The UK’s Energy Networks Association (ENA) has issued a new consultation on its Open Networks project, which seeks to lay the groundwork for a UK smart energy grid.
The project began in 2017 with support from the UK government, and brings together ten network companies across the UK and Ireland to anticipate and prepare for the introduction of a UK smart energy grid which will take advantage of numerous innovations happening in the sector.
This grid would take advantage of and anticipate a variety of emerging technologies from many different sectors, which have potential applications in energy. To achieve this, the ENA plans to increase stakeholder engagement with the second phase of the project.
The second phase will increase the project’s workload significantly, to deliver 29 products over the course of 2018. The project aims to deliver in four key areas:
- Investment in a whole system approach;
- Improving reliability standards and emergency requirements;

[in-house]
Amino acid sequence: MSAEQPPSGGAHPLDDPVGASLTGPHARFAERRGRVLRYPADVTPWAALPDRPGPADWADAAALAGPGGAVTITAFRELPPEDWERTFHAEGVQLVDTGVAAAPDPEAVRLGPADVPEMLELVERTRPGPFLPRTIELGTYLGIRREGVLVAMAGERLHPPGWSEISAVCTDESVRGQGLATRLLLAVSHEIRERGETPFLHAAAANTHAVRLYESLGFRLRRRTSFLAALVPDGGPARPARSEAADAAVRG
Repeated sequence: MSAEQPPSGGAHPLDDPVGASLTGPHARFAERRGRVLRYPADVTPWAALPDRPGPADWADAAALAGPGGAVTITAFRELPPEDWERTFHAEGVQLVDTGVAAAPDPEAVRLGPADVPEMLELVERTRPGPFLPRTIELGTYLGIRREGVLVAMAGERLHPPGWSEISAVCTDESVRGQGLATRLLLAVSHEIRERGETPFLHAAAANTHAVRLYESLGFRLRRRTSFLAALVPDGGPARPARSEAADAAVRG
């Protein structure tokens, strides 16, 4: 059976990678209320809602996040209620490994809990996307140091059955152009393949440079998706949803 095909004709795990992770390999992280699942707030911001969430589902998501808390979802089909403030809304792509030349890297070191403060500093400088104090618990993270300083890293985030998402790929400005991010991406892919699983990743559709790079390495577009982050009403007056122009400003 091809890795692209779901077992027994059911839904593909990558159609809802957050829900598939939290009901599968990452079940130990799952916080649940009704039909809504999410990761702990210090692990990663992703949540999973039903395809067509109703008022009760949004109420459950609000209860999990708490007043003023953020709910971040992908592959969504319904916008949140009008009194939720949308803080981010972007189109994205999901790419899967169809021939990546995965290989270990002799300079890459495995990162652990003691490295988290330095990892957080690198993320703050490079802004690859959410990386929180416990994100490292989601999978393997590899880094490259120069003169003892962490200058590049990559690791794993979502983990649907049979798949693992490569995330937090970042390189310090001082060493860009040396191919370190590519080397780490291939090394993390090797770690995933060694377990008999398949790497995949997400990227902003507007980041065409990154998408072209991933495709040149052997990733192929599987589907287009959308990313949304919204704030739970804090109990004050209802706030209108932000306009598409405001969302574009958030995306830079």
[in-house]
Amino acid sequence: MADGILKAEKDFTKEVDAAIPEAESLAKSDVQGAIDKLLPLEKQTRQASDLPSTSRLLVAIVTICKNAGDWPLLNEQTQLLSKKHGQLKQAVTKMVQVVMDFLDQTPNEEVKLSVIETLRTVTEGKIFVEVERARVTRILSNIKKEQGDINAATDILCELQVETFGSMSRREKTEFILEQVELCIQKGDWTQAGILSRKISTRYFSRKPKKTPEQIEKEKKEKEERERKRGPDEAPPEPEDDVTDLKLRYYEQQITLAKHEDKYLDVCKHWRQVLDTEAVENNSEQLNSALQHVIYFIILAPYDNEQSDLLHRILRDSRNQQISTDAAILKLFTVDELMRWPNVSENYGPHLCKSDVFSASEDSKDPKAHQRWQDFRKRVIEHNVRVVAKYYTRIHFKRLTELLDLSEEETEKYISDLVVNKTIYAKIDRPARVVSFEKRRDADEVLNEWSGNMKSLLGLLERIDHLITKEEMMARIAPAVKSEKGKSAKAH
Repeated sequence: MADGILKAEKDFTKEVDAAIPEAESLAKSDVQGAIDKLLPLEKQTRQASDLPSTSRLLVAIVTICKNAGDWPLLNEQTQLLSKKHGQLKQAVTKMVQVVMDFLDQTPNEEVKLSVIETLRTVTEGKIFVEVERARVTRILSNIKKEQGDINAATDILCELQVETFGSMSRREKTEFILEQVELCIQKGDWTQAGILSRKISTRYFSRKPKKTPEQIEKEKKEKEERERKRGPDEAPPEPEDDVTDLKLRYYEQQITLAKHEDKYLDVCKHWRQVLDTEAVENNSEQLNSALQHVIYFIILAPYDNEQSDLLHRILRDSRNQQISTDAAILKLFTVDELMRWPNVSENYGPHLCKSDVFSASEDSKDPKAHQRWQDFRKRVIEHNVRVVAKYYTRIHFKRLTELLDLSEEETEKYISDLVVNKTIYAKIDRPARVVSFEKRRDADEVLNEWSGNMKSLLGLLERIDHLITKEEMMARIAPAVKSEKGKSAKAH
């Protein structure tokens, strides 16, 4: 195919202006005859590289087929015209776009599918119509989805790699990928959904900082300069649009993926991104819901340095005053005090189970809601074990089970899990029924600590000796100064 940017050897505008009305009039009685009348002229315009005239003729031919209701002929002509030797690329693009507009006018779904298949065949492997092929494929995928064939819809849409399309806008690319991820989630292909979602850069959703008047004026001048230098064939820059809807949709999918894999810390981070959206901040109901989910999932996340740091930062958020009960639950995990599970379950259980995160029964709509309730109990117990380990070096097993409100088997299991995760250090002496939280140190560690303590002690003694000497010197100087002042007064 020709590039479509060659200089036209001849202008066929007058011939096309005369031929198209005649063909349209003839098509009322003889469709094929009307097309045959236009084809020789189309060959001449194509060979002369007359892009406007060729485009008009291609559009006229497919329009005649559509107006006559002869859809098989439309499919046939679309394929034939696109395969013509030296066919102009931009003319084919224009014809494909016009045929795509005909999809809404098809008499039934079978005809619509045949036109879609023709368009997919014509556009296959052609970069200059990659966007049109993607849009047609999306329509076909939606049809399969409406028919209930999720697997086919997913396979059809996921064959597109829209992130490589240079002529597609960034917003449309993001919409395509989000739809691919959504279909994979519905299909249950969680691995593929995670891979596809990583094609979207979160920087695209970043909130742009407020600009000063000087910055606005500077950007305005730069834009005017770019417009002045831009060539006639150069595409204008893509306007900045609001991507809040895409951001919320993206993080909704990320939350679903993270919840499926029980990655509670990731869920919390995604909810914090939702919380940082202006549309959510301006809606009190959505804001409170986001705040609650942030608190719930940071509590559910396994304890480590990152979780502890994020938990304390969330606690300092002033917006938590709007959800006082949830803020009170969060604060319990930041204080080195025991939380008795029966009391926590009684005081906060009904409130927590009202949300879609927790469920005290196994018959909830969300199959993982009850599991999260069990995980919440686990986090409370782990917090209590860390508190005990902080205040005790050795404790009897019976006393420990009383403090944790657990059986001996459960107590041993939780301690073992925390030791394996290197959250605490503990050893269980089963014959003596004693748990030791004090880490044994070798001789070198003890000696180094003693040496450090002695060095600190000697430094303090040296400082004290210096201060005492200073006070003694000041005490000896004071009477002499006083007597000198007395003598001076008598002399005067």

- Review available information on flexibility services; and
- Modelling and analysis on future market models.
David Smith, chief executive of the ENA, explained the aims of the ongoing project to Clean Energy News: “The Open Networks project has, from the start, been designed to be adaptable and flexible in response to feedback from stakeholders. This consultation continues that process into 2018, and indicates our commitment.”
How are energy networks responding to innovation?
One of the major innovations expected to revolutionise the energy sector is the use of unmanned aerial vehicies, which have great potential to limit operation and management costs. Drones can be used for remote maintenance of energy infrastructure, including surveying transmission lines and even removing debris and carrying out simple repairs.
According to figures from Power Engineering International, demand for drones in the energy sector is expected to reach a market value of $4.47bn (~€3.61bn) between 2017 and 2025. Drones are expected to be adopted by utility companies as key nodes in the electricity network over 2018, and could form a vital part of the UK smart energy grid.
Other expected innovations over the next year in the energy sector include a major boost to the use of smart meters connected to apps, and the development of artificial intelligence systems for the management and operation of energy generation plants.